Capitalism and racism are two systems in the soiled fabric of America’s flag that many agree will never lower or end.
Until now, I don’t have many words on record about capitalism and how changing capitalism is key to ending racism.
I have to ask myself why I don’t have fighting and biting words for capitalism as a system of organized cruelty.
In her book, Killing Rage: Ending Racism, bell hooks writes that middle and upper-class Blacks focus on racism rather than class. (Ouch!)
Our class status can shape our experience, perspective, and communication about racism.
One poll by the Pew Research Center finds Blacks with college degrees are more likely to report instances of discrimination and racism. In addition, the Black middle and upper classes don’t stand on solid ground because racism makes them more likely to fall into lower classes.
But for those who fall, capitalism is an accomplice, an accomplice that demands the widest class divisions.
So, my absenteeism on this issue convicts me because a critique of racism without capitalism is selfish and shortsighted.
In her book, bell hooks also writes, “capitalism creates an environment of domination.”
This unrestrained capitalism possesses and spreads a lifelong predilection to hoard wealth, property, power, and privilege.
White America invented its brand of racism for capitalism.
According to sociologist Immanuel Wallerstein, institutional racism has been “one of the most significant pillars” of the capitalist system.
Capitalism and racism have an unending collaboration.
This alliance is visible in environmental racism, wage gaps, food sources, housing prices, lending practices, the drug trade, healthcare, the criminal justice system, student loan debt, and even stereotypes.
We’ve seen businesses hide under capitalism as an excuse for dumping toxins in Black neighborhoods. It’s far too easy for business executives to say, “we’re not racists, we’re capitalists.” But for the people on the receiving end of that toxic line, that’s a distinction without a difference.
Many health disparities swell in Black communities from the noxious combination of capitalism and racism that leaves people parched in food deserts with no stocked, affordable, and quality grocery stores.
For those who wish to grow old in their homes, it’s capitalism that prices out long-time residents. That same capitalism allows preying banks to lend without end and use the most biting and bloodsucking practices.
If we want to talk about the drug trade, capitalism and racism push drug dealers to push drugs. For a pharmaceutical industry, that’s callous with a stupidity and a cupidity for cash, we can blame capitalism for the lack of regulation and access.
I believe no one should lack healthcare — which includes dental and mental health services — but healthcare and gaping wage gaps aren’t the concerns for a frighteningly frigid and rigid system of capitalism conjoined with racism.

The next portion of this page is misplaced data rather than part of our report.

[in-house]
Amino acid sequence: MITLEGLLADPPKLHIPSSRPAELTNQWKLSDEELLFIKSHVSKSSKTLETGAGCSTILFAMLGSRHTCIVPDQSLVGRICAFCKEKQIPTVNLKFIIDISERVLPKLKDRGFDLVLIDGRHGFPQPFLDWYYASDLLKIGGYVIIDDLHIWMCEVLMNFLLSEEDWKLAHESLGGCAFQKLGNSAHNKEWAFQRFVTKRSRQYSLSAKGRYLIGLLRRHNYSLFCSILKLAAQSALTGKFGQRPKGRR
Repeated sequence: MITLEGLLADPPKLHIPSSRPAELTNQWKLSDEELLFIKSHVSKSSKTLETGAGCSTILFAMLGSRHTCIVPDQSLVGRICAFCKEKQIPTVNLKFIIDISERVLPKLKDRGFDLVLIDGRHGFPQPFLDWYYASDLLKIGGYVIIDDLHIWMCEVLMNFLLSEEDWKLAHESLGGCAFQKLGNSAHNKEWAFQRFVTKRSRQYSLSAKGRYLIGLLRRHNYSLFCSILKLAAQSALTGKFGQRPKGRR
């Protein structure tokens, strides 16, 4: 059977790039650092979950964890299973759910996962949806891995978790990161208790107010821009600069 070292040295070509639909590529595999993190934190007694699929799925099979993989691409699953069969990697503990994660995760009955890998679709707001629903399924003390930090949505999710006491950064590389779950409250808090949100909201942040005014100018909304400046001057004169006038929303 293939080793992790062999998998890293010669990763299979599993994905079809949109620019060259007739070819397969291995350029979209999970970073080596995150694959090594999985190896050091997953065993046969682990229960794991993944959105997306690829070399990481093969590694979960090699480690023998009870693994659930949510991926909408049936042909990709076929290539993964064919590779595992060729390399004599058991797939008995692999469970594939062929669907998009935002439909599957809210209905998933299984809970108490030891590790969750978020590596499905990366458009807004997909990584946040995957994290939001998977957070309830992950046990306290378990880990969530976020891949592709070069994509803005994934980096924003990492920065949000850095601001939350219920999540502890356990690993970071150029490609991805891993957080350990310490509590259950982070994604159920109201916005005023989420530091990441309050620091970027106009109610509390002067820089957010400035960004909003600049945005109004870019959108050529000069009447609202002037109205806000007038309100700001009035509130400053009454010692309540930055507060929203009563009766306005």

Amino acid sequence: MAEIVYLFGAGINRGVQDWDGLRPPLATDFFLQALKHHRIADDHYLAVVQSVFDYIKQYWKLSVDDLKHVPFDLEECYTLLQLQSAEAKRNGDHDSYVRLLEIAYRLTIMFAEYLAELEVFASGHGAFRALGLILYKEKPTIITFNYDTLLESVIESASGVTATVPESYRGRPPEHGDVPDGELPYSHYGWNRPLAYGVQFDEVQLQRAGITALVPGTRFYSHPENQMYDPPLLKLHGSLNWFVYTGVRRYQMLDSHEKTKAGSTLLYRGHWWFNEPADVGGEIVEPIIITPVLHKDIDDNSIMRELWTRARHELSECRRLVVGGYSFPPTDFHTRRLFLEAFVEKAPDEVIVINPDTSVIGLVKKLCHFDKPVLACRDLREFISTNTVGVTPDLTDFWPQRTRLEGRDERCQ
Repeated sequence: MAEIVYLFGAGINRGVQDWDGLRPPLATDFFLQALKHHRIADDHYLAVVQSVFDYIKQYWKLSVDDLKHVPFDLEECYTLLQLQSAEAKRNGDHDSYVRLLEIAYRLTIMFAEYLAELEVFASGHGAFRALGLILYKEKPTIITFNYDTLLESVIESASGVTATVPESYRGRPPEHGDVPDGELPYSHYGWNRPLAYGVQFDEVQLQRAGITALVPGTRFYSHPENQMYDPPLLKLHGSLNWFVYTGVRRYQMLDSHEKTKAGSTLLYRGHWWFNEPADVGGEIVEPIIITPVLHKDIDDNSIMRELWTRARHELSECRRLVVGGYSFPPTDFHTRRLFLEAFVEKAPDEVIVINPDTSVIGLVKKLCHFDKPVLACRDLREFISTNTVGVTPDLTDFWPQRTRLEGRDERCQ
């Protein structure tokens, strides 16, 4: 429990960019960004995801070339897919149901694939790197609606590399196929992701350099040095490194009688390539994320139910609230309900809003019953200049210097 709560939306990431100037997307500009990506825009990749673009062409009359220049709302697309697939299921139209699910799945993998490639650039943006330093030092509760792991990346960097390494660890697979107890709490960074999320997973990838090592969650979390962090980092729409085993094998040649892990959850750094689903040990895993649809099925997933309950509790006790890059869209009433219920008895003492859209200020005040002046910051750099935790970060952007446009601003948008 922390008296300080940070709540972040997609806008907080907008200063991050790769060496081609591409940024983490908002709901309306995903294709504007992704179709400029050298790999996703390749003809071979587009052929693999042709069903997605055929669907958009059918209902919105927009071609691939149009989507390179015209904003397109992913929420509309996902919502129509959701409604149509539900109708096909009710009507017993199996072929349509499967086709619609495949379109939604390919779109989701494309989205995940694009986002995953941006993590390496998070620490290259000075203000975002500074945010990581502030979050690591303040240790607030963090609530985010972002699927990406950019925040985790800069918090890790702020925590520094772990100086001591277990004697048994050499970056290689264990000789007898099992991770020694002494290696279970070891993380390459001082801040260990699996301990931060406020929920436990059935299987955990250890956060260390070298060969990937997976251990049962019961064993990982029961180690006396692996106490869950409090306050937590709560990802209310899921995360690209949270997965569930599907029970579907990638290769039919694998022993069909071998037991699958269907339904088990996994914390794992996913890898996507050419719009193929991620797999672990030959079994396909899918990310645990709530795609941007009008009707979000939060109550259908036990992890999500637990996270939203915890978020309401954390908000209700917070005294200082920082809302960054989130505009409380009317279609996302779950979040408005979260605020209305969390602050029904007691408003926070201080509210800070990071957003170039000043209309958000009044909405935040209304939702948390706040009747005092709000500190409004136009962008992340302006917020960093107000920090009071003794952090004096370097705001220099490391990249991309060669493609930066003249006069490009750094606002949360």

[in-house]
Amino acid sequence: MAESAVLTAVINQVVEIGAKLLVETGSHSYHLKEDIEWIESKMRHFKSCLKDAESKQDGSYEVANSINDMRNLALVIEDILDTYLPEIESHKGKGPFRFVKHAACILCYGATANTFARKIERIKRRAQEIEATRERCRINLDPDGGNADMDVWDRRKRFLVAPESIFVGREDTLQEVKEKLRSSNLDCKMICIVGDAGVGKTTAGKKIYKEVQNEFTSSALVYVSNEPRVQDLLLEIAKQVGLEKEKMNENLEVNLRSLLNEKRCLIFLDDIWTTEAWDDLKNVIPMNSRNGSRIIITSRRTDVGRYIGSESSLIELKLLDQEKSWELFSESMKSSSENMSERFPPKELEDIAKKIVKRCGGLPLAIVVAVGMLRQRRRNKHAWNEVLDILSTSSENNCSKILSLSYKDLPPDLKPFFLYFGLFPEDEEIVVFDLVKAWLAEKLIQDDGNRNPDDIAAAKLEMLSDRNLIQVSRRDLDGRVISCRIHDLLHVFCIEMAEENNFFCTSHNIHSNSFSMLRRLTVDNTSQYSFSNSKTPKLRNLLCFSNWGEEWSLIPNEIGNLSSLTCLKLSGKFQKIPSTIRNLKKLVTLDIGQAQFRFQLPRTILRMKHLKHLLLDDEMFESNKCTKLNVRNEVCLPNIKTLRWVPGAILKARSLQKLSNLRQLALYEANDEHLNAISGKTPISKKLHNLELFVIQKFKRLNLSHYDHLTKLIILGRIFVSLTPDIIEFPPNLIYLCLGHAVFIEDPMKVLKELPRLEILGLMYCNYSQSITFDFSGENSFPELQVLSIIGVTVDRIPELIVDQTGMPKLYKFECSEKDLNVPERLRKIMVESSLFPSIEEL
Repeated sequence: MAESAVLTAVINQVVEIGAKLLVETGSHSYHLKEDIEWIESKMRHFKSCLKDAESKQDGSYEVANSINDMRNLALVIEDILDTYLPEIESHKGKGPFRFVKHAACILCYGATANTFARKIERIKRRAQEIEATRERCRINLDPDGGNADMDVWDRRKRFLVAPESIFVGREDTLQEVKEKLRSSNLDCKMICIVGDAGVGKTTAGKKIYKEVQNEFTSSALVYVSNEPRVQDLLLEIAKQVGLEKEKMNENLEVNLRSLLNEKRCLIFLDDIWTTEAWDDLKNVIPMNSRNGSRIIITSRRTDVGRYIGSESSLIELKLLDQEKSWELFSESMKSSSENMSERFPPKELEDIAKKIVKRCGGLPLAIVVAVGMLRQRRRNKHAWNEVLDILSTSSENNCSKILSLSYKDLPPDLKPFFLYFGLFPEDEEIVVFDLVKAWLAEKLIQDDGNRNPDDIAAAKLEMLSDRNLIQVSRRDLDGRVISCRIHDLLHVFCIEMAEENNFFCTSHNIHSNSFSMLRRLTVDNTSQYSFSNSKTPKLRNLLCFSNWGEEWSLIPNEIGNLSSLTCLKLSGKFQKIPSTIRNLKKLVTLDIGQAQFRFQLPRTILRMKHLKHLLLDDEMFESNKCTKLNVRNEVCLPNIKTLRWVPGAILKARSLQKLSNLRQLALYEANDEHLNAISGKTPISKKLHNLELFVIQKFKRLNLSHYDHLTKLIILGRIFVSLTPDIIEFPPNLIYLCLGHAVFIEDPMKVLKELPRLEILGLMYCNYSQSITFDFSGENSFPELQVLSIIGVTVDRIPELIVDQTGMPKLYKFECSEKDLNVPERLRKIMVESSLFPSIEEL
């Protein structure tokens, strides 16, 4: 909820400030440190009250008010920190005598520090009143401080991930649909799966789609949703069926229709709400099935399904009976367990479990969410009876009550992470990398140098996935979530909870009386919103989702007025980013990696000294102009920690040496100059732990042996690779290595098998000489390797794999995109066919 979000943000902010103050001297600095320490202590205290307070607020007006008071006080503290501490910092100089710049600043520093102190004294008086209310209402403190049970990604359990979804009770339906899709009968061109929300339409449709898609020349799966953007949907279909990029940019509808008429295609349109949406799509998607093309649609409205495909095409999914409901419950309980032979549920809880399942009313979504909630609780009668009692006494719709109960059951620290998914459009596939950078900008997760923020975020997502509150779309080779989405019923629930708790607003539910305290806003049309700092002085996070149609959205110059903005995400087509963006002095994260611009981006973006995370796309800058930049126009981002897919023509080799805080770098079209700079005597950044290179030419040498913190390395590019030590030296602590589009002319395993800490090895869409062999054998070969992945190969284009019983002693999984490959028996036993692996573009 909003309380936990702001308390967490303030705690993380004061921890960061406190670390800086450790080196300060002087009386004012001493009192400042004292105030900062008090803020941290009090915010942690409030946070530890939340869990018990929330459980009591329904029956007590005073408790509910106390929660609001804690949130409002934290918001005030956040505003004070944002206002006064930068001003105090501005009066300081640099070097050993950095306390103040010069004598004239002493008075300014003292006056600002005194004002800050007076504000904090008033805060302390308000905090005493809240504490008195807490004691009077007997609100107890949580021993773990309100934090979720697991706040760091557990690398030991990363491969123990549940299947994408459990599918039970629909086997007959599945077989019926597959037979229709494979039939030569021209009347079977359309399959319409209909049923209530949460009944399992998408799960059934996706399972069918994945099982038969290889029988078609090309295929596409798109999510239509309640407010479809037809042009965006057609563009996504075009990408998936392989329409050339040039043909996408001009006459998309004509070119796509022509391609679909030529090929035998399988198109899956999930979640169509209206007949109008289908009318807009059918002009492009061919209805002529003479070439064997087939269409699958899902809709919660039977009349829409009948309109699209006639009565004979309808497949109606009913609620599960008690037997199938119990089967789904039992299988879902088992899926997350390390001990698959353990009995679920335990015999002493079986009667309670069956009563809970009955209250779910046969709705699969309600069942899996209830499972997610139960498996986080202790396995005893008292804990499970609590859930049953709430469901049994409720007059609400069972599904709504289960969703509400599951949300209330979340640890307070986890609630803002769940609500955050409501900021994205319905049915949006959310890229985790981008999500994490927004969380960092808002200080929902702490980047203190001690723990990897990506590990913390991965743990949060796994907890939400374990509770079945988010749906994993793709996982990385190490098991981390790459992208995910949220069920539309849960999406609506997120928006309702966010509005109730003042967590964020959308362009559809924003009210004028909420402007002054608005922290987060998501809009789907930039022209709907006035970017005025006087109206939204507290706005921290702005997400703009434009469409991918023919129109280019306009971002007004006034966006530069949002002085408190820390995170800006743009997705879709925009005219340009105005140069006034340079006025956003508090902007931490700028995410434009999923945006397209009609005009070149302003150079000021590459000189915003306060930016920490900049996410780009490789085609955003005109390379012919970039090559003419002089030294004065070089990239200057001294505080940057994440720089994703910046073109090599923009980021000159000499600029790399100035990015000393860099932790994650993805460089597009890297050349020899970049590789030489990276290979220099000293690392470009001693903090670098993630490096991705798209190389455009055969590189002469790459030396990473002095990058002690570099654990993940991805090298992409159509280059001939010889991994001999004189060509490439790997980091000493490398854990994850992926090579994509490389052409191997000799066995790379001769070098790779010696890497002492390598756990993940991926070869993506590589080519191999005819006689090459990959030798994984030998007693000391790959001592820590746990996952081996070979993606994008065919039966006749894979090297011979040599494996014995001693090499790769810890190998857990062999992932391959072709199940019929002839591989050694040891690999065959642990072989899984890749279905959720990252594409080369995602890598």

With criminal justice, capitalism and the criminal justice system are an illicit pair that reproduce unequal brutalization. It’s capitalism that heavily arms police forces as their suppliers get richer. The prison system has a quenchless demand for more prisoners to fill their ready-made roles because of capitalism. But also, it’s class and capitalism that make it easier to avoid jail or get out of jail for the right type and price.
When I think about our schools, I see how capitalism and racism lead and lace them at every level. Then for Black college graduates, saddled in a rat race with student loan debt much heftier than white students, capitalism gives them little rewards.
And as industries either saturate or abandon captive communities, predatory capitalism can engineer stereotypes with its systematic and selective exploitation and exclusion.
My justice requires restitution for this mess. Real justice in America would rush and cheer holistic reparations and affirmative action, but it’s capitalism that will not pay and doesn’t care about the generational disadvantage it has caused by racism.
To see progress and to end racism, we must finger capitalism too.
And with all the ways predatory capitalism attacks us by race, we need many hands striving to change capitalism.
Capitalism and racism are symbiotic, and capitalism finances the system of racism.
Malcolm X rightly told white America they “can’t have capitalism without racism.”
It’s clear white America wants capitalism and racism. But for the rest of us — we must change capitalism to end racism.
Not enough people want the correct change. When people stop obsessing about the change in their pockets, the relationship between capitalism and racism will change.
But I wouldn’t bank on it.
I’m a Black Customer in Your Restaurant and I Have a Dilemma with Tipping
Can I Stop Worrying About This Now?
A serious question, can you imagine America without white supremacy?
Let’s try to imagine and make it a reality